Fergus Cullen: Missing from the 2012 race: the straight-talking maverick
The maverick doesn't try to win over every primary voter. He doesn't really want to win over every voter. He's disgusted by the pandering to groups he's expected to do, so most of the time he refuses to play along. He relishes telling voters things they don't want to hear. If the base of his party is wrong on some issue, he's willing to say so. If that costs him votes, so be it.
This, of course, is the basic formula John McCain used to win the New Hampshire primary not once, but twice. McCain got 49 percent of the vote in 2000 and 37 percent in 2008. You'd think that one of this year's candidates not named Mitt Romney might look at McCain's success and think, maybe I should give that approach a try.
Instead, we've seen too much orthodoxy and not enough telling of inconvenient truths. Poll-driven candidates play it safe, afraid to say anything that might cost them the vote of a single primary voter. There's been a shortage of straight talk at a time when voters may be more open to candidates who treat them like adults than they've ever been.
When most candidates are asked to do something they'd rather not, or to take a popular position that is less than authentically held, they shrug their shoulders and rationalize, 'Well, if that's what it takes to win…'
The maverick isn't willing to do that. He'd rather lose than compromise his integrity. Not only can being a maverick help a candidate live with himself, it can be good politics. The maverick knows that by selectively picking fights with the base of his party, he's standing out from a crowded field and appealing to a different segment of voters. Newton's Third Law of physics applies to politics, too: For every action, there is an equal and opposite reaction.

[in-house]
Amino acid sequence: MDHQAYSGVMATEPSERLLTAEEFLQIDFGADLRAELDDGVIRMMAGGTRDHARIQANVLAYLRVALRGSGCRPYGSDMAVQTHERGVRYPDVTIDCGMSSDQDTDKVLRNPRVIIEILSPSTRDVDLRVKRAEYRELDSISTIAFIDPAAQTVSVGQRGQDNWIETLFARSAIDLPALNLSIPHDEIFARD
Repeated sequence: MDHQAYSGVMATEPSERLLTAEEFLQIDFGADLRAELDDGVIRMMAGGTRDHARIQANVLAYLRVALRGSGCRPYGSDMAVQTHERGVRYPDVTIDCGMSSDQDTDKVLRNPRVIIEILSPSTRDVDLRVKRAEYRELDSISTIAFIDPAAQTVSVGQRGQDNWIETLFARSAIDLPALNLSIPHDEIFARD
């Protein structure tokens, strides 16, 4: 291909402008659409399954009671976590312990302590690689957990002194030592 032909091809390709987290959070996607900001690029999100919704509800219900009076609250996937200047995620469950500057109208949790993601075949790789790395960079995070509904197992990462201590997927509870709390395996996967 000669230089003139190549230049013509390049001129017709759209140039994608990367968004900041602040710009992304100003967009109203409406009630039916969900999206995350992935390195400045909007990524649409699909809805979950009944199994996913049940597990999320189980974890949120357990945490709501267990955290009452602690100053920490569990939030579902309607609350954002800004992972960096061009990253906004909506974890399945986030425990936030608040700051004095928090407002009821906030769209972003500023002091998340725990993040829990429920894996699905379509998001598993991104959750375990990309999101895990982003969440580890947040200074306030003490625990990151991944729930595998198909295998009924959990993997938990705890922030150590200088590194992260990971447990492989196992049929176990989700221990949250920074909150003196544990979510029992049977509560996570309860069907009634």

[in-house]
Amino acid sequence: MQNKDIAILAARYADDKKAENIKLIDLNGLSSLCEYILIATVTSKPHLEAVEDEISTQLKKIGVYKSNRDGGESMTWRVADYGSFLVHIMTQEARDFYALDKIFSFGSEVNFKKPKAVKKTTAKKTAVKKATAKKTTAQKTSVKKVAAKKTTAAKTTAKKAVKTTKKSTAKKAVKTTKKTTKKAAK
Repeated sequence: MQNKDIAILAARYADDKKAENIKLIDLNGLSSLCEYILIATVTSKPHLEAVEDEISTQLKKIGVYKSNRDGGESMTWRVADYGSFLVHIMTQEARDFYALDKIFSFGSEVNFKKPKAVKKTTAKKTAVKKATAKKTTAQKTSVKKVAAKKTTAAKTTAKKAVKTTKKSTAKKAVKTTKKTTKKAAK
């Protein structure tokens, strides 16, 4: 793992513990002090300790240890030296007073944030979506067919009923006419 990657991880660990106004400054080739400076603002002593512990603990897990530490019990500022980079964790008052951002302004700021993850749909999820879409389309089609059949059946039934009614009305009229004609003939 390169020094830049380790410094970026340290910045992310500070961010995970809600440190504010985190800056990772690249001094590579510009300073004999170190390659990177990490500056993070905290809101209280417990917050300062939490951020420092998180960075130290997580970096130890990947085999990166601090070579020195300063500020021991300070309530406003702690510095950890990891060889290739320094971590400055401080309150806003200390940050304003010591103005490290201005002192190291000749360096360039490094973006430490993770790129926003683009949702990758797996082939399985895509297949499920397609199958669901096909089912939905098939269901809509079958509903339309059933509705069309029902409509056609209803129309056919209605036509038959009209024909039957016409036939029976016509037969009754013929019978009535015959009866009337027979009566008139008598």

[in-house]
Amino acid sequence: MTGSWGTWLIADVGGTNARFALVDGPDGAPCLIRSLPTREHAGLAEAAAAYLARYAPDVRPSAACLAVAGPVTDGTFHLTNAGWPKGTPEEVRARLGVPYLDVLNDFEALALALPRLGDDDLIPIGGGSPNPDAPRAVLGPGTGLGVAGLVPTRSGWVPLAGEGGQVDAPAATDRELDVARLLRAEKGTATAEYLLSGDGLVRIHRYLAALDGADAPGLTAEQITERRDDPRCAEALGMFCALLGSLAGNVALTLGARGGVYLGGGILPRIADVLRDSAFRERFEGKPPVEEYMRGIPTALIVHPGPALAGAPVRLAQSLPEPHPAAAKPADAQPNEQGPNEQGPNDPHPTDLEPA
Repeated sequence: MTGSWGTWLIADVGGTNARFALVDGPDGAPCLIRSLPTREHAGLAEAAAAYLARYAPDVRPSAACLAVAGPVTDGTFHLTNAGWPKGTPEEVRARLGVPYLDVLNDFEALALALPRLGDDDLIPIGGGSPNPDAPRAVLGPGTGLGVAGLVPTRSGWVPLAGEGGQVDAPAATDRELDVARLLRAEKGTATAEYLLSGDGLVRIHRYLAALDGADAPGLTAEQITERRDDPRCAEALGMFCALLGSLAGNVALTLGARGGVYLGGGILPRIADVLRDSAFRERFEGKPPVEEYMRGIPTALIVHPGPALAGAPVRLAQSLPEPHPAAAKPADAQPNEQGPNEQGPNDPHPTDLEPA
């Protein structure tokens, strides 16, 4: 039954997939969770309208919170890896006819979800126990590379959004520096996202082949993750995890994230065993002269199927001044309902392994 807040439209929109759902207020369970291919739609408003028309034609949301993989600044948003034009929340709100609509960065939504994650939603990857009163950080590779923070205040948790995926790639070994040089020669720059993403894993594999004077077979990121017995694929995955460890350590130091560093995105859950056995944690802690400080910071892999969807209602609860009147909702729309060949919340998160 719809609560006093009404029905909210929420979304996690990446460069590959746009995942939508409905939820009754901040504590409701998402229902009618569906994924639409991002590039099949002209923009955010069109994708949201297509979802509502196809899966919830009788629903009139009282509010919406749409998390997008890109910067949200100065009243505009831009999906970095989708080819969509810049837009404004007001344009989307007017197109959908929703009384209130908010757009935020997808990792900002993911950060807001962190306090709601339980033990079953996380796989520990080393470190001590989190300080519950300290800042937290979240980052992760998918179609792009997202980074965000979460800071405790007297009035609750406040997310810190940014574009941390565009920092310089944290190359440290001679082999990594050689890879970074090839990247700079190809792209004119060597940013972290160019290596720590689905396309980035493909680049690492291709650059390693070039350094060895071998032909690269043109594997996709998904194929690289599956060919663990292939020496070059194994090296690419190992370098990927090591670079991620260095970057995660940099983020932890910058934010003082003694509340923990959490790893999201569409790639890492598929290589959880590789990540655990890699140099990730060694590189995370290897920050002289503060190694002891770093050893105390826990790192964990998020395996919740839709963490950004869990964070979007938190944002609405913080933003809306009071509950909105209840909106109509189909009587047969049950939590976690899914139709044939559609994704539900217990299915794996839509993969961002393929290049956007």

One of the secrets to McCain's success in New Hampshire was his willingness to sacrifice one vote to gain other votes. In town meetings, McCain would comb his audience for a foil, looking for someone with whom he could disagree on some issue. Once found, McCain would essentially tell that voter not to vote for him. What McCain was really doing was showing the other 99 voters in the room that he wasn't willing to pander, that he wasn't going to be all things to all voters, that they could count on him to act with the independence he knew most voters valued over rigid partisanship.
When a recent debate audience booed a soldier who happens to be gay, a maverick might have started his answer with, 'Thank you for your service.'
When an earlier debate audience erupted in bloodlusty whoops and hollers at the mention of capital punishment, a maverick might have said, 'I believe in justice being served, but the death penalty is not something a civil society celebrates in that way.'
When other members of a debate audience yelled out that society should let a sick person who is uninsured die, a maverick might have responded quietly, 'I don't think you'd say that if the patient were your child. I'm not willing to stand by and watch someone else's daughter die just because she's uninsured.'
Don't look for Risk Averse Romney to speak up in such situations. The frontrunner has been too busy using Social Security and immigration to drive wedges between his rivals and the base. Romney told the New Hampshire Union Leader this week that he wouldn't 'scold' a vocal audience even when he thinks it's wrong. That's disappointing.
Rick Perry is trying to outflank Romney to the right, so he can't become the maverick. Jon Huntsman could become the McCain-style maverick but so far Huntsman has cautiously pulled his punches. Newt Gingrich has been the happy contrarian in debates but his campaign seems to exist only in electronic form, on cable television and online, unable to survive outside the lab.
Stop playing it so safe, guys. You're better than this, and the country needs more.
Fergus Cullen, a freelance columnist, can be reached at firstname.lastname@example.org.